Who’s Next? The Top Pitching Prospects Left in the System, #1 - Michael Fulmer | Astromets Mind

Friday, July 3, 2015

Who’s Next? The Top Pitching Prospects Left in the System, #1 - Michael Fulmer

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Re-ranking the Top starting pitchers within the Mets farm system now that Steven Matz and Noah Syndergaard have graduated.

            Coming into the 2015 season, the Mets farm system was a consensus Top-5 system in the majors thanks to some high-end talent at the top, but they’ve graduated several top prospects, including their top-2 starting pitching prospects, and figure to take a hit in those rankings this offseason. That’s not a bad thing though, because it means that the Mets are starting to improve from within, which is the purpose of a farm system. Also, it means that the door is open for the next crop of prospects to emerge, and the Mets still have some starting pitching prospects with major league upside worth keeping an eye on.

            For this list, I have limited myself to full-season starters, because we still know relatively little about the short-season pitchers, and those guys are far from helping away. Notably absent from this list is Marcos Molina, because he’s too much of an unknown at this point. He would easily rank among the top 2-3 starters left if healthy, and he’d probably be #1 if he could pitch like he did last year in Brooklyn without the scary mechanics – everyone who saw him last year said the same two things: he has great stuff, but his mechanics are big red flags. But, he’s not pitching right now because of a forearm strain, and he’s not having Tommy John surgery either, so what are the Mets getting when he returns? Will he have the same mechanics? If so, why should we expect him to stay healthy? If not, will his stuff be as good? Either way, this is looking like a lost season for Molina, and we still have to wait-and-see if this injury carries over to next season.

Michael Fulmer

            Fulmer was going to be near the top of this list anyway, but his recent performance pushed him to the top in my eyes – of course, this is the problem with mid-season rankings, things could look different with another month’s worth of starts. Fulmer has the best fastball left in the upper levels of the Mets system, probably the best slider in the system, and I think his fastball/slider combo could be effective in a major league pen right now. He’s been mid-90’s with his fastball all year, topping out at 96/97 MPH, and mid-to-high 80’s with his slider. Fulmer also has a curveball in his arsenal that got a 50/60 grade from Fangraphs this past offseason, but he said that he’s trying to throw it less this year to reduce arm stress. Finally, he throws a mid-to-high 80’s changeup that he’s been gaining more confidence in this season.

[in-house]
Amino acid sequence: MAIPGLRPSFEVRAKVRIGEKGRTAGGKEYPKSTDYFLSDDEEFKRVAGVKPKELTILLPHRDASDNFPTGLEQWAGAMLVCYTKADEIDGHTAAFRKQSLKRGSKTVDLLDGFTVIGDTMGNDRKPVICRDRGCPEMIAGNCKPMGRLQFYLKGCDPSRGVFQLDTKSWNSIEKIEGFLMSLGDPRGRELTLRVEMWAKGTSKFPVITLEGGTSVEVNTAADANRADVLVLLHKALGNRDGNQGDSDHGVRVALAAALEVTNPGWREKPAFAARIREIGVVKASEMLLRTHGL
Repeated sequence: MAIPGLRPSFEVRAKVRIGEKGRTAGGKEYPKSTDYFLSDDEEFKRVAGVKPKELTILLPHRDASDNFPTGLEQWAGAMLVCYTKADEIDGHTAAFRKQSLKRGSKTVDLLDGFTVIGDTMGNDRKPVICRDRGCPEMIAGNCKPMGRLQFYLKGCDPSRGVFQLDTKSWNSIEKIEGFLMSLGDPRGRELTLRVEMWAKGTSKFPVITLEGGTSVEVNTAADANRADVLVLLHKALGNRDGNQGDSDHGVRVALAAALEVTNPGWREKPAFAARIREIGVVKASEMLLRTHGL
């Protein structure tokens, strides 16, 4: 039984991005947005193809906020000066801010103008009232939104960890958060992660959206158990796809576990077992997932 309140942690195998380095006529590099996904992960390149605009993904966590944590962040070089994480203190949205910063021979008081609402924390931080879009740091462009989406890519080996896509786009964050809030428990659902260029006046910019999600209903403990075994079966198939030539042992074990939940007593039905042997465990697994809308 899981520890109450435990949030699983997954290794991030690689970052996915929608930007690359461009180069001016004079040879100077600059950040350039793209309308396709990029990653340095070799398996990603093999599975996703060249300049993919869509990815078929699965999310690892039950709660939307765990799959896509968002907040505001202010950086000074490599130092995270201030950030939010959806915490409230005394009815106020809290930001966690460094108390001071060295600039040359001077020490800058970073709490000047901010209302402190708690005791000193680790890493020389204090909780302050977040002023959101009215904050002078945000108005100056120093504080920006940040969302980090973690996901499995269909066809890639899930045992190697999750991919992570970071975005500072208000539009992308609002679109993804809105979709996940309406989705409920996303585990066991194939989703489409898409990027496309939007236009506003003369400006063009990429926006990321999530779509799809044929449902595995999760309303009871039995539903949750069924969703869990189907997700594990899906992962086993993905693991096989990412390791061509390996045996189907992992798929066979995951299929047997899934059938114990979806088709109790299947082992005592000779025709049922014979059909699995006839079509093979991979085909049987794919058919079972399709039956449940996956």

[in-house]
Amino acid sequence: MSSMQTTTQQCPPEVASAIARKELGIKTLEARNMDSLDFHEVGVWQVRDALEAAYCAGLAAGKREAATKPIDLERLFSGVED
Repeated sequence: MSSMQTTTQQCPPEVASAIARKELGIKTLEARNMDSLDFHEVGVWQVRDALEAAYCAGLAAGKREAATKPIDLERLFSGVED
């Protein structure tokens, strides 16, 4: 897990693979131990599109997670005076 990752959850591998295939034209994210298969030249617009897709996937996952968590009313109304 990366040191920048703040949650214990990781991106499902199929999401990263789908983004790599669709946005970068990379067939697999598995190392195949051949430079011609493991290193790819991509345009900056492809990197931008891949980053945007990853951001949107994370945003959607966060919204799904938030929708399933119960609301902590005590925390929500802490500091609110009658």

Fulmer has always enticed with his potential, but he’s had trouble staying healthy since the Mets drafted him. After ending last year on the DL again, he stayed back in XST for a few weeks this year to make sure he started the season as close to 100% as possible, and it would appear like that was a great decision. After proving himself ready with one very strong start for St. Lucie in April, Fulmer was promoted back to AA (where he made one start last year), where he’s been lights out: he’s allowed 1 ER or less in 7 of 10 starts with Binghamton. While he was effective from the start, he’s been dominant lately: 0.37 ERA over his last 4 starts (24.1 IP), with 15 hits and 4 walks allowed against 26 SO, a .478 OPS allowed, and a 16% swinging strike rate (!) – for comparison, Chris Sale’s 16% swinging strike rate is currently best in the majors.
            As you can see in Table 1 below, one big improvement for Fulmer this year has been his success against lefties, which likely goes back to his growing confidence in the changeup. Per this radio interview, Fulmer has tried several changeup grips throughout the years, but he’s been perfecting this one since 2012, and starting to look to use it in some important situations, although he stressed in that interview from 6/20 that the slider is still his go-to pitch.

Table 1 – Michael Fulmer’s L/R splits over the past 2 seasons

K%: BB%
2014 vs. L
14.4%: 8%
2015 vs. L
17.4%: 5.5%
2014 vs. R
25%: 6.9%
2015 vs. R
25.3%: 8%

            Overall, there is a lot to like here, and I should remind you that Fulmer just turned 22 during Spring Training. If you compare his AA stats with recent starters who have graduated to the Mets, his overall numbers match up pretty well with what Matt Harvey, Zack Wheeler, Jacob deGrom, Noah Syndergaard, and Steven Matz did at AA, and Fulmer is the same age as Harvey and Wheeler were when they played with the B-Mets. I’m not suggesting he’s another ace to join the Mets deck, but I think his recent dominance with 2 plus pitches and an improving changeup suggests that he has a real chance to be a solid #2/3 starter in the majors.

From 2015 (with GIFs): May 9, May 15, May 22, May 29, June 5, June 12, June 18, June 24, June 29

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